Some kids pick up on this quickly and learn to keep their past history to themselves.  They drop the accent, get with the programme, only ever refer to their previous lives when they are with people who will 'understand'.  I hate to see it happen, but that's how it works - if you want to make friends.  They can share their stories later, once the foundations of these new relationships are established and the pressure's off.

Other children?  They find the whole thing more complicated.  Why should they not talk about that sailing trip on blue seas, or the overnight train journey across frozen wastes?  Why can they not share their tales of flying to the other side of the world to catch up with best friends, and the volcanoes and natural wonders they encountered there?  They can't understand it - these are fascinating stories, don't their new friends want to hear about them?

No.  Actually, they don't.  The child who doesn't toe the party line on accepting oft-parroted truisms about other countries, or who professes too much knowledge of business class seating (even if it's only gleaned from walking past it on their way to the back of the plane, as in our case), or the child who excitedly chips in that yes, they have been to that once-in-lifetime holiday destination - twice - and isn't it amazing, did you swim on the reef whilst you were there, and how about the horrible porridge that they served for breakfast... they are labelled as show-offs.  Different.  Weird.  They don't fit.

So as a parent, when you hear your child starting to regale their new friends with another of the 'Greatest Hits of My Expat Life' you find yourself desperately signalling to them with your eyebrows to keep that story for another time, or butting in and changing the subject, or serving dinner earlier than you planned, or - heaven forbid - switching on the X-box to provide a distraction.  You're trying to throw them a life-belt, even if they don't see that.

And then there are times you find yourself pulling your child out from underneath their bed in the morning because they don't want to go into school (at least at home, they reason, they won't have to think before they speak).  Or sitting outside the loo that your child has locked themselves in because they can't face whatever activity it is that you've lined up for them to help them meet new friends and which you just know they're going to enjoy, if they would only undo that bolt and come outside...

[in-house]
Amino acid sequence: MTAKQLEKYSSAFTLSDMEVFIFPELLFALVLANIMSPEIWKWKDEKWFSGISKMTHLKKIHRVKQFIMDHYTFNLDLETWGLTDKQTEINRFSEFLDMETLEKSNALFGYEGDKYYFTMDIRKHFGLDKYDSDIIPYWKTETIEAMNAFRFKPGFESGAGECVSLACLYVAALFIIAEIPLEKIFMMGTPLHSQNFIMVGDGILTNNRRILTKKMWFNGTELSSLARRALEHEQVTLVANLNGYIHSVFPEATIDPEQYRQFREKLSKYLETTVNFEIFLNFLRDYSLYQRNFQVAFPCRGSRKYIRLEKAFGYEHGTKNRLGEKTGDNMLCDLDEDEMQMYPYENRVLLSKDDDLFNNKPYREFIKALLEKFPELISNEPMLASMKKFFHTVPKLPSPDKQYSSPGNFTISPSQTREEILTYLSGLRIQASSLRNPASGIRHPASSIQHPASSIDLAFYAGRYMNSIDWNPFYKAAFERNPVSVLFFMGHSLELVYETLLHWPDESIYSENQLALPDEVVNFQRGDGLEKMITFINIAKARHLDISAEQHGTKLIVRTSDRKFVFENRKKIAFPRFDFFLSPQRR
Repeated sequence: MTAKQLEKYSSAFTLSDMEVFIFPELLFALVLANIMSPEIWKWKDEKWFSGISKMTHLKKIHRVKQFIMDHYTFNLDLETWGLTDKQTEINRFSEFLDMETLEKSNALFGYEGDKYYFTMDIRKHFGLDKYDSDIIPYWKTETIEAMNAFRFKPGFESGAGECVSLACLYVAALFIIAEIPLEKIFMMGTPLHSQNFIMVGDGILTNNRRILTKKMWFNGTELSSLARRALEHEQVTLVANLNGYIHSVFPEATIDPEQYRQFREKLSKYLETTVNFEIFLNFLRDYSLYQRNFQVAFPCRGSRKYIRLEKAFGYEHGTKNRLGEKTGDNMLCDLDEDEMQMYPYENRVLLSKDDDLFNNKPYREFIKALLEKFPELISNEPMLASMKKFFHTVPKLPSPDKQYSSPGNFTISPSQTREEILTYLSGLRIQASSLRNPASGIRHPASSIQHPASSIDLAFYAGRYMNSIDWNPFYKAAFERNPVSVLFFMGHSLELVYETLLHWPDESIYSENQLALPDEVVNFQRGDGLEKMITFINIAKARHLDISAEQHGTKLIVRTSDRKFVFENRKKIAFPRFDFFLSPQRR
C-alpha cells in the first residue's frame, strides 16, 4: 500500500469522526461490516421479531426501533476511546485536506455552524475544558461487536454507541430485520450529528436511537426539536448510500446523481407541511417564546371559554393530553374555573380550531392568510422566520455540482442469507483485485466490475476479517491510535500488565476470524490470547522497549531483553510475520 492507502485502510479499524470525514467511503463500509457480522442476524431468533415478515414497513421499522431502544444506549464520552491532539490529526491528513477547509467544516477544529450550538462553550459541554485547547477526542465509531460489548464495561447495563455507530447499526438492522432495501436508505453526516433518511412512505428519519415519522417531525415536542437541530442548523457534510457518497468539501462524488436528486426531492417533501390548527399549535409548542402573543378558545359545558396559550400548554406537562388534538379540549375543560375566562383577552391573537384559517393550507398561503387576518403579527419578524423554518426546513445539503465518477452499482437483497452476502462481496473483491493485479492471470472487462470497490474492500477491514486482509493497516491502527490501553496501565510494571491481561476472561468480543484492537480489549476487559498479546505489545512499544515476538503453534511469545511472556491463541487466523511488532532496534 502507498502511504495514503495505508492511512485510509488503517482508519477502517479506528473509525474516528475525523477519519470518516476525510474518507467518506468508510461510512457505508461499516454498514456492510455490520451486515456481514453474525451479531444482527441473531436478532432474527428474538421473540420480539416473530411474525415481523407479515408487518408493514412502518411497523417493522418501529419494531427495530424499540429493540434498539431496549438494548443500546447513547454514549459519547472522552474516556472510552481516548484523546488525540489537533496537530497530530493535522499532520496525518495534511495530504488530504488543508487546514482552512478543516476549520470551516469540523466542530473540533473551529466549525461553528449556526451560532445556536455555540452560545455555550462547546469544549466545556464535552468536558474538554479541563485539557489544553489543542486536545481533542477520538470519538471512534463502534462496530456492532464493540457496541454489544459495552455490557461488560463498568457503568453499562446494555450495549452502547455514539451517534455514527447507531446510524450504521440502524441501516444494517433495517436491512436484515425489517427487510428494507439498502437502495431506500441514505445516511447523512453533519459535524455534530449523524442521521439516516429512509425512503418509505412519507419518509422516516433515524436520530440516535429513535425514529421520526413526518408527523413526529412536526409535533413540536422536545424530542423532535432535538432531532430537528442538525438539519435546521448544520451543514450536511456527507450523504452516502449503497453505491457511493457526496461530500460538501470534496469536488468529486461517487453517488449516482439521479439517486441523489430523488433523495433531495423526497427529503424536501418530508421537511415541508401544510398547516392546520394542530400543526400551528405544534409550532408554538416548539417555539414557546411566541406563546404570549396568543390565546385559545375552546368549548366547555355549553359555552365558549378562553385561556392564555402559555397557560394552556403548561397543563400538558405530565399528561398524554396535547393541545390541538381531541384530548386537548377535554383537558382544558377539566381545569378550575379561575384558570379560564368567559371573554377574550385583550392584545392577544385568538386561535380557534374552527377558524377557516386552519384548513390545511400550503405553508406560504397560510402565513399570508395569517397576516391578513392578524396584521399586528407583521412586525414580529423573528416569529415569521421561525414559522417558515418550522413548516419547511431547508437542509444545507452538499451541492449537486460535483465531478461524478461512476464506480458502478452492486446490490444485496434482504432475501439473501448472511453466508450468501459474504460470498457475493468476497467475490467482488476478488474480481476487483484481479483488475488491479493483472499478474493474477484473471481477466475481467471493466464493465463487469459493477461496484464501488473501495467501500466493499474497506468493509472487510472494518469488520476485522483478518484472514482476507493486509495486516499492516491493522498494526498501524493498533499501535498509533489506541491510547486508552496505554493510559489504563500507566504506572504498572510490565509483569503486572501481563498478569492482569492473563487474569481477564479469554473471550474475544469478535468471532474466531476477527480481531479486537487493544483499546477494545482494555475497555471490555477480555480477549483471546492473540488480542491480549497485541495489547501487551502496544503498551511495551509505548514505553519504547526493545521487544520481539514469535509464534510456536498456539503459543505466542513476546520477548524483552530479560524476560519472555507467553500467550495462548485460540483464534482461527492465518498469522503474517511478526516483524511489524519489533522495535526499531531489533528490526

Not all returning expat kids go through this, of course.  And for those that do, I'm told that it gets better, with time. But whilst they're in the thick of it, it can be - well, difficult.  For them, and everyone else in the family.

Yes, these are problems grounded in what I know are First World issues.  And unfortunately, other than being there to provide support and a listening ear - and all the other coping strategies the literature on this recommends - I don't have an easy answer on how to handle it.  But when your child is hurting, sometimes it helps to know that other families have been through it too. Which is why, against my better instincts (of course we're fine!  Everything's going swimmingly!), I'm sharing this here.

We're not all fine.  But we're managing.  And we're getting there.


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Today's Task: Write a Blog Post in 10 minutes...

>> Friday, 13 May 2016

I'm putting together my writing cv.  It is, shall we say, a little 'thin'.  It's not that I don't have any experience in writing, you understand - over a thousand posts written on here alone are testament to that - it's just that I don't have so much experience in writing for publications that actually pay.

As I reached the end of this still-as-yet unfinished cv I realised that perhaps, if I'm going to refer to this blog, I probably should write something.  You know, like, a post.  It's been another month, after all...

So here I am.  With the ten minutes before I have to leave to collect the Boys from school the only time I'm likely to find in the near future.  What to tell you?

Well, Boys #1 and #2 are now ten and twelve years old.  How did that happen?  I was reminded of how far we've come today when I took them both to our local - excellent - hospital for their first allergy test in seven years.  It went smoothly, no problems (and yes, they are still allergic to nuts, dammit).  Now, the last time we did this was in London and it was something of a seminal experience for the three of us.  Boy #2 - three years old at the time, still chubby and toddling around - handled the whole experience with aplomb and dignity, whimpering a little as they scratched his arm, but generally behaving well.

His older brother?  Not so much.  There was a visit to the paediatric ward 'Quiet Room' involved, I remember, to allow him to calm down.  There were chocolate buttons (well - I can't remember the chocolate buttons, but since there were usually chocolate buttons or smarties involved in times of stress, I'm thinking I'm pretty safe in assuming they made an appearance here).  There would also have been wailing and gnashing of teeth, no doubt - obviously, since we were banished to the Quiet Room, I suppose.

But the thing is, I actually don't remember that many of the details.  I guess that may be due to having blanked it out as not having been our finest hour, who can say?  But whatever the reason, it's interesting to realise that however awful a parenting experience might be at the time (and I do remember that at least; it was awful), you actually are unlikely to remember the details in the future.

Which is a comfort, I suppose.  Especially as I look the teenage years squarely in the face.

And of course the other comfort is that whatever happens, and whatever the years ahead hold, there will, of course, still be this blog to refer to, to remind me that there were some difficult times before, and that we made it through those.  And there will still be smarties and chocolate buttons.  Or Green &; Blacks.  Whatever comes to hand, really...

There you go - a blog post in 10 (no, 12, actually) minutes.